“Soldiers, Sailors and Airmen of the Allied Expeditionary Force! You are about to embark upon the Great Crusade, toward which we have striven these many months. The eyes of the world are upon you.” Dwight D. Eisenhower, Supreme Allied Commander of the Allied Expeditionary Force boosted the morale of his troops before the Normandy invasion. On June 6, 1944 at dawn, commonly known as D-Day, Allied forces launched Operation Overlord to oust German troops from Western Europe.
Before releasing the massive military steam roller a significant deception plan was conducted, including fake radio broadcasts and simulated attacks, with the aim of making the Germans believe that instead of Normandy the invasion would occur at Pas de Calais.
Hitler and his legendary general Erwin Rommel, who was moved to France in 1943 as a commander of Army Group B in Normandy, suspected that the Allies were carrying on a deceptive campaign. However, Gerd Von Rundsted, supreme commander of the Nazi troops defending the Atlantic Coast, disagreed with them. The experienced field marshal was misled by the deceptive campaigns of the Allies, and concentrated significant German forces at Pas de Calais.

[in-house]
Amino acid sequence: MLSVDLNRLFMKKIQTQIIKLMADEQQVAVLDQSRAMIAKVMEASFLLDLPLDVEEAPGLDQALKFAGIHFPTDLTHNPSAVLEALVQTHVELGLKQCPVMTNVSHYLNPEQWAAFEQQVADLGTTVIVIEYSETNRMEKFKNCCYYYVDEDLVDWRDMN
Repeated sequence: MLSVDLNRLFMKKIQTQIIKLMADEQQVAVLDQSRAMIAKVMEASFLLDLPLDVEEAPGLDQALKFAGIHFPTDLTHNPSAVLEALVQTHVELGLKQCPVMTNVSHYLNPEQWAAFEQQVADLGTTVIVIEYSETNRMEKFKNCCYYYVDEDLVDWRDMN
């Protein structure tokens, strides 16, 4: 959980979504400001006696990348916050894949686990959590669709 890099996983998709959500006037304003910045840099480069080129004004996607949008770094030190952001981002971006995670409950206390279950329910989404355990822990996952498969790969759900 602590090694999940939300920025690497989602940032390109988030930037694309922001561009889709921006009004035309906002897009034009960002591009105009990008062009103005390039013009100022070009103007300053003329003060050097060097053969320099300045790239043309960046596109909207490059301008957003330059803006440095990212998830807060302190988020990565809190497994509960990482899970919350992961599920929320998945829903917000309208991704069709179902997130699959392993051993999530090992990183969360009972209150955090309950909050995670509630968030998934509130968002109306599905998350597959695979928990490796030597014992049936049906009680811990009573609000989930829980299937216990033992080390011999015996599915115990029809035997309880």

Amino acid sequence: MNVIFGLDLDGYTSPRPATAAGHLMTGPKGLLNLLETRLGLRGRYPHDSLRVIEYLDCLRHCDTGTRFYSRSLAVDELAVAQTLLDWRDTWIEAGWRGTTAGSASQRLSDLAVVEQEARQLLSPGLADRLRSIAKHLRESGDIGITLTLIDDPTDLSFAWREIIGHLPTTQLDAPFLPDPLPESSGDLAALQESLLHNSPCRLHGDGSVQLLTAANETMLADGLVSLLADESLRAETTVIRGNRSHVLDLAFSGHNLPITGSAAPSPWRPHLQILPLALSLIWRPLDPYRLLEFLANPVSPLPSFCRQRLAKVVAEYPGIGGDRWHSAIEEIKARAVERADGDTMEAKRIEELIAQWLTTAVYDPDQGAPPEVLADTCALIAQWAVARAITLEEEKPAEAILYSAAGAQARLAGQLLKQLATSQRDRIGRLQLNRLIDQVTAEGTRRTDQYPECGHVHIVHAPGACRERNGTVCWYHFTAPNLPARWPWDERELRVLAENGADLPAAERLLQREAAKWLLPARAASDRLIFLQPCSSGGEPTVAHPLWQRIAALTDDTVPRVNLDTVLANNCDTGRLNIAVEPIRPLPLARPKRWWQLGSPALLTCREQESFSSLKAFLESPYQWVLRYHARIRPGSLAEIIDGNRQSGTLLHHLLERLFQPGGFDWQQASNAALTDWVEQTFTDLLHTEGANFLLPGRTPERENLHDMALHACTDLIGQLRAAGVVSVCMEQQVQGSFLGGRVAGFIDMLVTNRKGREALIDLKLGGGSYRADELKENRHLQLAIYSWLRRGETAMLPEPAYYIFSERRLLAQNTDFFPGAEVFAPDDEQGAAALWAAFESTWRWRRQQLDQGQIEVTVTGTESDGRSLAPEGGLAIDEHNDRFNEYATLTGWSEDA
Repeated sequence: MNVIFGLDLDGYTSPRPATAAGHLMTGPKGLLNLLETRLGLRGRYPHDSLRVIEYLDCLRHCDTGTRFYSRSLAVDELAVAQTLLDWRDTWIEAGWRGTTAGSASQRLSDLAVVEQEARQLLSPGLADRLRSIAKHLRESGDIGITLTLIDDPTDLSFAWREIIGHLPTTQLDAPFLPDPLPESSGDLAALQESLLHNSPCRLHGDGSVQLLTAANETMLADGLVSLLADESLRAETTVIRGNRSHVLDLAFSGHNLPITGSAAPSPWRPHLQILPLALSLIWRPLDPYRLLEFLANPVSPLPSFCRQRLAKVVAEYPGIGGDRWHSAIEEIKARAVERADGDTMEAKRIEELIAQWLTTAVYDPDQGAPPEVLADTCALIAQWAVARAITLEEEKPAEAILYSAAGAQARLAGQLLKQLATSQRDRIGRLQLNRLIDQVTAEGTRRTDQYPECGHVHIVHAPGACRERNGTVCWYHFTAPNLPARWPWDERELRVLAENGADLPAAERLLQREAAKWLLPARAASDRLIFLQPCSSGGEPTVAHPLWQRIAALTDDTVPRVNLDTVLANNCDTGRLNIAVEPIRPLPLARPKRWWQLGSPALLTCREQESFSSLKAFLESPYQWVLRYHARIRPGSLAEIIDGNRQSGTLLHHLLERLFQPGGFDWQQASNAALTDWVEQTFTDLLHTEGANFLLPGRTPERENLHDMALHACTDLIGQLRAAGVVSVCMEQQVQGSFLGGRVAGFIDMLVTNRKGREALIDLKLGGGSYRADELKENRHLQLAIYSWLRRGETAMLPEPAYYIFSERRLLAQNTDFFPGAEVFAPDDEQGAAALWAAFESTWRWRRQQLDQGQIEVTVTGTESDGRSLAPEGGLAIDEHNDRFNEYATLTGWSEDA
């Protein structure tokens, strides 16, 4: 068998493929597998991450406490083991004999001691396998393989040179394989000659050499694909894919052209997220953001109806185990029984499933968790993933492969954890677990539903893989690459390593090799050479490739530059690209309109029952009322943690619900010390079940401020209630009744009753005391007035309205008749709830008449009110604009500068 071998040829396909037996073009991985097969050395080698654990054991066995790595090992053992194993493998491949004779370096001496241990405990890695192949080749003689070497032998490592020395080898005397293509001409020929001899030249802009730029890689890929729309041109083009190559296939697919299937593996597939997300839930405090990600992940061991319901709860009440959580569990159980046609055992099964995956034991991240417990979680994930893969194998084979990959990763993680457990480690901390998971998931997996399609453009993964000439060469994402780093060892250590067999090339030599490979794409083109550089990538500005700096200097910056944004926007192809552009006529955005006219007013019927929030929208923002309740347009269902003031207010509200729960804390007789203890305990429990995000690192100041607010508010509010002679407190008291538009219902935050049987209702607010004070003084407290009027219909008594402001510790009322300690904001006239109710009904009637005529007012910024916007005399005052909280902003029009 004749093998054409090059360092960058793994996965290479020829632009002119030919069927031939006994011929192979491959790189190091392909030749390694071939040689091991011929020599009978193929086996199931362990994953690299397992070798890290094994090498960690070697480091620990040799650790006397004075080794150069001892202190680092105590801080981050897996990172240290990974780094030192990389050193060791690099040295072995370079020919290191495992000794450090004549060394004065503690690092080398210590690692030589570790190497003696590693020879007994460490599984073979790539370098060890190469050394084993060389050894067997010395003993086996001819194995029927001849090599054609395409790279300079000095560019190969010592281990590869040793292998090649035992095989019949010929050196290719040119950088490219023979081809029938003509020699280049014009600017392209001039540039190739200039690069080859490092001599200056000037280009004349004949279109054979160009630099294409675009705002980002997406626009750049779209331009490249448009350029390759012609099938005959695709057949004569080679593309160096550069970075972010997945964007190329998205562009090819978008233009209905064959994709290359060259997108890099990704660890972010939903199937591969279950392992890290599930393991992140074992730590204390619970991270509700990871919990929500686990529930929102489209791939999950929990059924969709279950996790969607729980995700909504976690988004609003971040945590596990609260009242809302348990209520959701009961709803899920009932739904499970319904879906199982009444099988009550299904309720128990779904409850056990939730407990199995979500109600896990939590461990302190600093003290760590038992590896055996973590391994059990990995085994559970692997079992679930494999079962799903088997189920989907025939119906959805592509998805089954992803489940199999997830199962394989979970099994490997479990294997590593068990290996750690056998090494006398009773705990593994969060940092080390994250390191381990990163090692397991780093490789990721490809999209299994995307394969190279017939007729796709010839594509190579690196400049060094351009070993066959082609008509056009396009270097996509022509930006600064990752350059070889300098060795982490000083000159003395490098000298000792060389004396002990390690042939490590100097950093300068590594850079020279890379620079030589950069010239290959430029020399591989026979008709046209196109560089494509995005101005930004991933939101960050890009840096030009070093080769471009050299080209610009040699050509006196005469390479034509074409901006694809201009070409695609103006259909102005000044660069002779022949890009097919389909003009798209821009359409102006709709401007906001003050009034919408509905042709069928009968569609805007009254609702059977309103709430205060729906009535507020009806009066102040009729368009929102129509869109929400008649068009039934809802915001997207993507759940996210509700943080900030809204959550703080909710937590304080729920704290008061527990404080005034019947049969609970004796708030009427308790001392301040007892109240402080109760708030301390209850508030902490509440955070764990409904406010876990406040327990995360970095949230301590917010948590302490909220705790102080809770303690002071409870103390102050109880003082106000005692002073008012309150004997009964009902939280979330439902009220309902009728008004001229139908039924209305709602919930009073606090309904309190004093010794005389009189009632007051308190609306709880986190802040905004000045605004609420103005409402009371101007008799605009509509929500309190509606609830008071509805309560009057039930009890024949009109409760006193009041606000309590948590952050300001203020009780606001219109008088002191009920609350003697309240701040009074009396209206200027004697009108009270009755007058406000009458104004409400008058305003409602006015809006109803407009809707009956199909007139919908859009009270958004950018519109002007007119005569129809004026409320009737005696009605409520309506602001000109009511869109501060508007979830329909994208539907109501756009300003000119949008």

Germans were totally unprepared for the attack at Normandy. Although the invasion forces committed several errors (e.g. most of the paratroopers were dropped in the wrong places) those mistakes did not prove fatal as German military leaders did not really realize, even in the midst of the fight, what was really going on: Rommel was on holiday and Rundstedt was still convinced that the real landing would take place at Pas de Calais.
At dawn of June 6, some 156 thousand British, Canadian and American troops invaded the shores of Normandy. Although the 1st Infantry Division of the United States Army suffered significant losses, all of the five designated sectors on the shore were secured by the end of the day. During the following weeks invasion forces advanced deeper and deeper into the land, liberating northern France and Paris by the end of August, closing triumphantly the first phase of “the Great Crusade” in Europe.
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